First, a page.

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Refer here to Appendix 9, the minutes of the open access meeting. This group asks an important question: how can the library best balance the compelling interests of protecting children and protecting free speech? This is perhaps the key question facing the CAC and JPA.
They also focused on parental, rather than library, responsibility for guiding a child in his or her use of the Internet. One comment captures this part of the conversation: "Moves to protect minors may be, in some sense, moves to protect our own innocence about the depth of change in our own society. Access in the library will become a side issue. We can take a narrow approach and appear safe, but we should rather focus on teaching children necessary moral and critical thinking skills to avoid bad influence from the increasingly available information." This group believes that the best tool for parents to use in restricting their child's Internet access was "the parent standing there with the child." When the parent is unable to be with the child, the child should be equipped to "think about, evaluate, and process the information they find."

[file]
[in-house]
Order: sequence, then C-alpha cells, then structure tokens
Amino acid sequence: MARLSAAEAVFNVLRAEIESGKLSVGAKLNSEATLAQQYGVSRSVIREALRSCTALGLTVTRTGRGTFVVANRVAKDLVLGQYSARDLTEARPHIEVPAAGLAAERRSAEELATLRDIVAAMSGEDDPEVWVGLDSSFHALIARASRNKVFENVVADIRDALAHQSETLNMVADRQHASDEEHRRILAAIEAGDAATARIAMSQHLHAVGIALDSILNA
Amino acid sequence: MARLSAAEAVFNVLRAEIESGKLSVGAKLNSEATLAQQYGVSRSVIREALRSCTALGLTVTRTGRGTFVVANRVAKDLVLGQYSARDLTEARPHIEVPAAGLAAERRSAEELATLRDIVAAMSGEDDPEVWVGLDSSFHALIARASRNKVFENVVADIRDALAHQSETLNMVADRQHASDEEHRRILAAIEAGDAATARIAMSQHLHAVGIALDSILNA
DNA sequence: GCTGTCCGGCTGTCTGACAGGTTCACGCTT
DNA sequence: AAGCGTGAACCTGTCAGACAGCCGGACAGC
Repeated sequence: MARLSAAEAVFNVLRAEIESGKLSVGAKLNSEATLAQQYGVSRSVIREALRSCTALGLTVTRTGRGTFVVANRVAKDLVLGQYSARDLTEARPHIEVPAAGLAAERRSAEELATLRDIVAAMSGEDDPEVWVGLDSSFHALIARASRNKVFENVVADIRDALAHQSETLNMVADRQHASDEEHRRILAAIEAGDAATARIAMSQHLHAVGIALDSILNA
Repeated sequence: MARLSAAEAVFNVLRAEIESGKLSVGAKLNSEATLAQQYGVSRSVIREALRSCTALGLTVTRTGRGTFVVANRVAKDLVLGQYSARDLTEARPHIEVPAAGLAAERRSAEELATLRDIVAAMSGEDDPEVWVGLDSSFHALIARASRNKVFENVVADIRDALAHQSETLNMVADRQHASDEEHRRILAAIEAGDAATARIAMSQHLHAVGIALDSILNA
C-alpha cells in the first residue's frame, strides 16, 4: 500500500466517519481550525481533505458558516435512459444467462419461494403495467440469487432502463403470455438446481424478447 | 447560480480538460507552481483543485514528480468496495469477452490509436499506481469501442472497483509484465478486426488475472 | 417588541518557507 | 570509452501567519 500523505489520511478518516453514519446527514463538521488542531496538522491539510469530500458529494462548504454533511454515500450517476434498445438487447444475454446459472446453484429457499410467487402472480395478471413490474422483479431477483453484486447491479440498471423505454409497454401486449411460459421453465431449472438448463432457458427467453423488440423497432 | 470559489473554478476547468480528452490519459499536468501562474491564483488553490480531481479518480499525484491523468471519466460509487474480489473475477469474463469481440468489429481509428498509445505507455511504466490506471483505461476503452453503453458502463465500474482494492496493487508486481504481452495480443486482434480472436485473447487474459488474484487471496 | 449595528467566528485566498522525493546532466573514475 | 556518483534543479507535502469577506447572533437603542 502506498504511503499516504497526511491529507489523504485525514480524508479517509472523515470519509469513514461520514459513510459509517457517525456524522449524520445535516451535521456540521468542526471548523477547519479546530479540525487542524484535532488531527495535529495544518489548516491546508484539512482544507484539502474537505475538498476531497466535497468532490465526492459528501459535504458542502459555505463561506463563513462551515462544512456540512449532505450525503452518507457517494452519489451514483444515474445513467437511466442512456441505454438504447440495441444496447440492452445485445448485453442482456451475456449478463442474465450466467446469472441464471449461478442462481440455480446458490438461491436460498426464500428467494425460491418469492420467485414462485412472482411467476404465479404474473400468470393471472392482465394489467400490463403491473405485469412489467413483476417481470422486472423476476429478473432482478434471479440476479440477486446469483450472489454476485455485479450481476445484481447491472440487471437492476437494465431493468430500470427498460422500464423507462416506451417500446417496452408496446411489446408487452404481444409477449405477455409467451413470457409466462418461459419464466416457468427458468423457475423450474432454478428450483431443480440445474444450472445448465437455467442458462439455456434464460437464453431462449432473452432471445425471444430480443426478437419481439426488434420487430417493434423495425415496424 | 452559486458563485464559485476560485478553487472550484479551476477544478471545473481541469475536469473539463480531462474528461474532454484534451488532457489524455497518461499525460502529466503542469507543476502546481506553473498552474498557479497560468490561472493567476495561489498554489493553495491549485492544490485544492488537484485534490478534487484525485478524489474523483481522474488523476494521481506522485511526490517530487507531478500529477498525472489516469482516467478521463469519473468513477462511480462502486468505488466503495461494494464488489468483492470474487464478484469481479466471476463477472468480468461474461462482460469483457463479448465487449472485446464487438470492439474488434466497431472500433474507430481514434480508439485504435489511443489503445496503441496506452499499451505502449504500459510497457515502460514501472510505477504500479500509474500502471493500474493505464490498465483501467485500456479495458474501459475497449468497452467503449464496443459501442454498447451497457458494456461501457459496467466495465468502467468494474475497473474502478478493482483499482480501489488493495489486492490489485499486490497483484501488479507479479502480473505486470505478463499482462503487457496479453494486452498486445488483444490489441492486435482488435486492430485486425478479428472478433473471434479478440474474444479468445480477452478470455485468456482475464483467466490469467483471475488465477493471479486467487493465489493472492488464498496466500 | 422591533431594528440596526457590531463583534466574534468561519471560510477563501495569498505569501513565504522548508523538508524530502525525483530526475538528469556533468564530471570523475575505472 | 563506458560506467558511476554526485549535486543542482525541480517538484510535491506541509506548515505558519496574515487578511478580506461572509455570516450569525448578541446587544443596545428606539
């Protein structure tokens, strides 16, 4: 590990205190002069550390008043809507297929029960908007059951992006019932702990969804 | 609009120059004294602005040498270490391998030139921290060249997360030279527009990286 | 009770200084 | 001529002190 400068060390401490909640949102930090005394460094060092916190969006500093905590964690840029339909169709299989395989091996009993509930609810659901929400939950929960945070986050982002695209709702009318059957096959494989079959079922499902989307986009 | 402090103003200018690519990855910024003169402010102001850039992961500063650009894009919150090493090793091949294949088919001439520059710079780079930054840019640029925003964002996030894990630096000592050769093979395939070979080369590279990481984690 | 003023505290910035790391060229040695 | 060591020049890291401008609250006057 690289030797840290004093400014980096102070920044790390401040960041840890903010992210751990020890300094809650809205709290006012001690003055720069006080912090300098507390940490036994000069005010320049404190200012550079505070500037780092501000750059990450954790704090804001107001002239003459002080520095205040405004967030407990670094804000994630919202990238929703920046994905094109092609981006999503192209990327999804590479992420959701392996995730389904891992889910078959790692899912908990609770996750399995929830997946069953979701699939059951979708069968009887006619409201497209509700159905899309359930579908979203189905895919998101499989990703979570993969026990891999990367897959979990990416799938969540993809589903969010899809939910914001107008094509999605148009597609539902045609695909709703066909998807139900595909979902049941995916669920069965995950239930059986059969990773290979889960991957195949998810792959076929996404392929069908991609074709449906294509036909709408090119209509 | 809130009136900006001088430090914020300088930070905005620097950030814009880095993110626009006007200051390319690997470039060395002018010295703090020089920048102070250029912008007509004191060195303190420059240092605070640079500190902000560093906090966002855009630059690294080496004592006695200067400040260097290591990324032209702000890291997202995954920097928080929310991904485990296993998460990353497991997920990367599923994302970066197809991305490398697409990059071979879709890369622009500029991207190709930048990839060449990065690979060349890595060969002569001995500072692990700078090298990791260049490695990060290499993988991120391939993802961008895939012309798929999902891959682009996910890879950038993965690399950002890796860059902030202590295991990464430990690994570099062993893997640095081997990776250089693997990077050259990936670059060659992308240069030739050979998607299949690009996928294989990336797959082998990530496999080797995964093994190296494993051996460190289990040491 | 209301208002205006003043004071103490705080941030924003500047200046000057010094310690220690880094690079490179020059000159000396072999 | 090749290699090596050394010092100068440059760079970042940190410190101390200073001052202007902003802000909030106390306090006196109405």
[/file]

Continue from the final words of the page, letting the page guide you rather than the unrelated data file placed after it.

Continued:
This group agreed for the most part with the librarians. They believe filters are a tool for censoring information. As one person put it, "My children are not capable of protecting their First Amendment rights. It is my job to protect their rights and the rights that their children may have in the future. All of the ideas on the Internet should be allowed to have no more or less room than any other ideas." These participants believe that choice, freedom, responsibility, and education are all at stake in this dispute.
This group had some problems with the approach the people favoring limited access had taken in Gilroy. We did find some understanding of the other position (e.g., they don't want their kids to be harmed; they think...their children need to be protected; some feel it is their responsibility to protect all children). Perhaps more importantly, we discovered some common ground: "Both sides care about the kids." "Both recognize the potential of the Internet." "Both want to anoint the value of parental responsibility." "It's important to continue to have a dialogue." "We both feel we are the majority of the public." "We both agree that pornography is undesirable material."
However, it was quite clear during this discussion, as it was during the limited access meeting, that there is a great deal of anger at the other side. This issue, complex to begin with, has polarized the communities it's touched, created suspicion and fear, damaged respect, and destroyed trust. People on all sides of the issue are experiencing this and the community is in need of healing.